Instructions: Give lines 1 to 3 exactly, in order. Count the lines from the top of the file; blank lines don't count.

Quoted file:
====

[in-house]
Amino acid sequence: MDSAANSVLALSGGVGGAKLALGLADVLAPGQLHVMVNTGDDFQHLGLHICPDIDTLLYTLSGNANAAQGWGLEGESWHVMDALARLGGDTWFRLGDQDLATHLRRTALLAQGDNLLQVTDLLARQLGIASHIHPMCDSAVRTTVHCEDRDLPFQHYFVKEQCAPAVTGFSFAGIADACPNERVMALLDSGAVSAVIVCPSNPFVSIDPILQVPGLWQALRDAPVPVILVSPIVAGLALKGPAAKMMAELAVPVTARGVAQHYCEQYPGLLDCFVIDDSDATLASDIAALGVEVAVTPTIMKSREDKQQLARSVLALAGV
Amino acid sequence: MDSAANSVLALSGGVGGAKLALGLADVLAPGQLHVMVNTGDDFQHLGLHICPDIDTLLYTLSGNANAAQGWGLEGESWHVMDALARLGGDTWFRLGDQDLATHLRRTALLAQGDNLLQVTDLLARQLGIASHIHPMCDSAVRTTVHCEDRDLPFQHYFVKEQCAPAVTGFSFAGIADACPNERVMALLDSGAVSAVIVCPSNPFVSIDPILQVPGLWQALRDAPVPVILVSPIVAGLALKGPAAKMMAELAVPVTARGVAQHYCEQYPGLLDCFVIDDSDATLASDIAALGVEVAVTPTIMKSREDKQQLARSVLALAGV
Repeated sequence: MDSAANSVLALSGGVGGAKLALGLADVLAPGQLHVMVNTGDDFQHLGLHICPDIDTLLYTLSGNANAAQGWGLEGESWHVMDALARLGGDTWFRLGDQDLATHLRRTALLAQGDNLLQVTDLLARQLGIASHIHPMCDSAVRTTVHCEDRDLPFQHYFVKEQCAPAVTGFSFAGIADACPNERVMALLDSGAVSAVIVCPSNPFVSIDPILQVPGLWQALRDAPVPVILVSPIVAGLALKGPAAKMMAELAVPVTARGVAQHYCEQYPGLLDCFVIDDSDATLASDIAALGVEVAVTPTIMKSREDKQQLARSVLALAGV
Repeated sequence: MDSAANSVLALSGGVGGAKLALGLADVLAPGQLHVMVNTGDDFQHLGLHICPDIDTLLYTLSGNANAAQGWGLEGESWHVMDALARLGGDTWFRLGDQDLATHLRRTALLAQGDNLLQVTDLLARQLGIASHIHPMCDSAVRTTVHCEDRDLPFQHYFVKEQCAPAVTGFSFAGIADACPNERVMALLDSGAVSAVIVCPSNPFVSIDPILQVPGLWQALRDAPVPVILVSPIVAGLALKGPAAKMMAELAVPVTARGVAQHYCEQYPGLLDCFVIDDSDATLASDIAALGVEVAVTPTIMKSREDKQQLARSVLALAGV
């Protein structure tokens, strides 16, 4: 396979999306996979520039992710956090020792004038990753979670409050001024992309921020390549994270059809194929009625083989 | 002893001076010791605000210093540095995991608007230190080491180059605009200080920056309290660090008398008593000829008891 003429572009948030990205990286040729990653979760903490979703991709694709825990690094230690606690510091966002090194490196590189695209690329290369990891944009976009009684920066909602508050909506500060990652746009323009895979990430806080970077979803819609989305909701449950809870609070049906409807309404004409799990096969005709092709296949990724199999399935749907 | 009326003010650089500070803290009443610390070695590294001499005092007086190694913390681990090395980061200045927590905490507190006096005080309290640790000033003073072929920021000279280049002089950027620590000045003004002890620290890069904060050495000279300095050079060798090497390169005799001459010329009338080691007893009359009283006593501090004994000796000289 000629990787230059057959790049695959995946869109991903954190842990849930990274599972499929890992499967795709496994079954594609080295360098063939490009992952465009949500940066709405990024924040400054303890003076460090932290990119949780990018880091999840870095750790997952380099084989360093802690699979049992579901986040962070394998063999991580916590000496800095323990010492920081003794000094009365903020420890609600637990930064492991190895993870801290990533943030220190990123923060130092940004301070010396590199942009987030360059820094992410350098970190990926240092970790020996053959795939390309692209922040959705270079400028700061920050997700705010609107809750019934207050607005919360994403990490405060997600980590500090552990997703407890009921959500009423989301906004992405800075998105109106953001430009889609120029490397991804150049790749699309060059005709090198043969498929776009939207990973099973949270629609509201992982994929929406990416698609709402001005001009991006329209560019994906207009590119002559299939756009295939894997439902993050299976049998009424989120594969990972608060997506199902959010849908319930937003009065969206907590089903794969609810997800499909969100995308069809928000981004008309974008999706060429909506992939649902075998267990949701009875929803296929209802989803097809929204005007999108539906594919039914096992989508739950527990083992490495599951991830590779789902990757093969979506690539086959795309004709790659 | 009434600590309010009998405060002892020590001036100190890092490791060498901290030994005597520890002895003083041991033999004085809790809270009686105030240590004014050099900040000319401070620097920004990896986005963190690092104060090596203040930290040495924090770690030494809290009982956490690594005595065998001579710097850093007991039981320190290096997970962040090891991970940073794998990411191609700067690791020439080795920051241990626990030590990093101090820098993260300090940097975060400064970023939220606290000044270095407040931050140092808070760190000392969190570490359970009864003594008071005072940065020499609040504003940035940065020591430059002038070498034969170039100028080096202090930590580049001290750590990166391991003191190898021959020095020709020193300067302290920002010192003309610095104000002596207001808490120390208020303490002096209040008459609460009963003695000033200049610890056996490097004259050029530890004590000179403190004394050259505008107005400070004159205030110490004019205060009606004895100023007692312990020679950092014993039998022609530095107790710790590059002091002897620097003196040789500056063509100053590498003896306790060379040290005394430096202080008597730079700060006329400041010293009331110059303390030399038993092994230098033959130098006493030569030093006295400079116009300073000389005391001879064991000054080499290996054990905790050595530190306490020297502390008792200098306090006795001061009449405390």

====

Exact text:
[in-house]
Amino acid sequence: MDSAANSVLALSGGVGGAKLALGLADVLAPGQLHVMVNTGDDFQHLGLHICPDIDTLLYTLSGNANAAQGWGLEGESWHVMDALARLGGDTWFRLGDQDLATHLRRTALLAQGDNLLQVTDLLARQLGIASHIHPMCDSAVRTTVHCEDRDLPFQHYFVKEQCAPAVTGFSFAGIADACPNERVMALLDSGAVSAVIVCPSNPFVSIDPILQVPGLWQALRDAPVPVILVSPIVAGLALKGPAAKMMAELAVPVTARGVAQHYCEQYPGLLDCFVIDDSDATLASDIAALGVEVAVTPTIMKSREDKQQLARSVLALAGV
Amino acid sequence: MDSAANSVLALSGGVGGAKLALGLADVLAPGQLHVMVNTGDDFQHLGLHICPDIDTLLYTLSGNANAAQGWGLEGESWHVMDALARLGGDTWFRLGDQDLATHLRRTALLAQGDNLLQVTDLLARQLGIASHIHPMCDSAVRTTVHCEDRDLPFQHYFVKEQCAPAVTGFSFAGIADACPNERVMALLDSGAVSAVIVCPSNPFVSIDPILQVPGLWQALRDAPVPVILVSPIVAGLALKGPAAKMMAELAVPVTARGVAQHYCEQYPGLLDCFVIDDSDATLASDIAALGVEVAVTPTIMKSREDKQQLARSVLALAGV